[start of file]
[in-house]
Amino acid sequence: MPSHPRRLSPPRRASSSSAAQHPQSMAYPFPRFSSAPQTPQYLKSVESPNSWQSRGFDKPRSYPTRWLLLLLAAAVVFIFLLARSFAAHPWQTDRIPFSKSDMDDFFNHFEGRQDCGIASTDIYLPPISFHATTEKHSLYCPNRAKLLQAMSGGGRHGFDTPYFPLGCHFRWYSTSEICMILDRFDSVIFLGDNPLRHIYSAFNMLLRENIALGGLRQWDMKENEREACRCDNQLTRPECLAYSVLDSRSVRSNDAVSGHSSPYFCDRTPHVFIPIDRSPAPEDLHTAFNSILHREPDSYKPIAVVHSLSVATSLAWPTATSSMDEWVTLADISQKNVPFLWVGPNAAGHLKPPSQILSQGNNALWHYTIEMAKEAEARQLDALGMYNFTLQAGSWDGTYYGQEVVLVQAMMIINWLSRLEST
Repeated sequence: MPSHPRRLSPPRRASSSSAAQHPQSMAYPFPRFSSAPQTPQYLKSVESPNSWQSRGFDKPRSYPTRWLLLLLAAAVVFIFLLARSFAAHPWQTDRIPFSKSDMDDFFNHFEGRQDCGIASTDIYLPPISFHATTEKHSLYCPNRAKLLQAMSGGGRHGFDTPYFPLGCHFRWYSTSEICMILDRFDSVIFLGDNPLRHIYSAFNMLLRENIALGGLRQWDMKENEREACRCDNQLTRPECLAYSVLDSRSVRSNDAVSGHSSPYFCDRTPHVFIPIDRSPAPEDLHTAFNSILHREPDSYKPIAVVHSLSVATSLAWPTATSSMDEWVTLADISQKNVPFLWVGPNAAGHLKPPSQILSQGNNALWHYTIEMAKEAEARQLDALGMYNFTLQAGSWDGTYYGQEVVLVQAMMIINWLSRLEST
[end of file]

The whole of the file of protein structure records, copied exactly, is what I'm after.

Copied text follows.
[in-house]
Amino acid sequence: MPSHPRRLSPPRRASSSSAAQHPQSMAYPFPRFSSAPQTPQYLKSVESPNSWQSRGFDKPRSYPTRWLLLLLAAAVVFIFLLARSFAAHPWQTDRIPFSKSDMDDFFNHFEGRQDCGIASTDIYLPPISFHATTEKHSLYCPNRAKLLQAMSGGGRHGFDTPYFPLGCHFRWYSTSEICMILDRFDSVIFLGDNPLRHIYSAFNMLLRENIALGGLRQWDMKENEREACRCDNQLTRPECLAYSVLDSRSVRSNDAVSGHSSPYFCDRTPHVFIPIDRSPAPEDLHTAFNSILHREPDSYKPIAVVHSLSVATSLAWPTATSSMDEWVTLADISQKNVPFLWVGPNAAGHLKPPSQILSQGNNALWHYTIEMAKEAEARQLDALGMYNFTLQAGSWDGTYYGQEVVLVQAMMIINWLSRLEST
Repeated sequence: MPSHPRRLSPPRRASSSSAAQHPQSMAYPFPRFSSAPQTPQYLKSVESPNSWQSRGFDKPRSYPTRWLLLLLAAAVVFIFLLARSFAAHPWQTDRIPFSKSDMDDFFNHFEGRQDCGIASTDIYLPPISFHATTEKHSLYCPNRAKLLQAMSGGGRHGFDTPYFPLGCHFRWYSTSEICMILDRFDSVIFLGDNPLRHIYSAFNMLLRENIALGGLRQWDMKENEREACRCDNQLTRPECLAYSVLDSRSVRSNDAVSGHSSPYFCDRTPHVFIPIDRSPAPEDLHTAFNSILHREPDSYKPIAVVHSLSVATSLAWPTATSSMDEWVTLADISQKNVPFLWVGPNAAGHLKPPSQILSQGNNALWHYTIEMAKEAEARQLDALGMYNFTLQAGSWDGTYYGQEVVLVQAMMIINWLSRLEST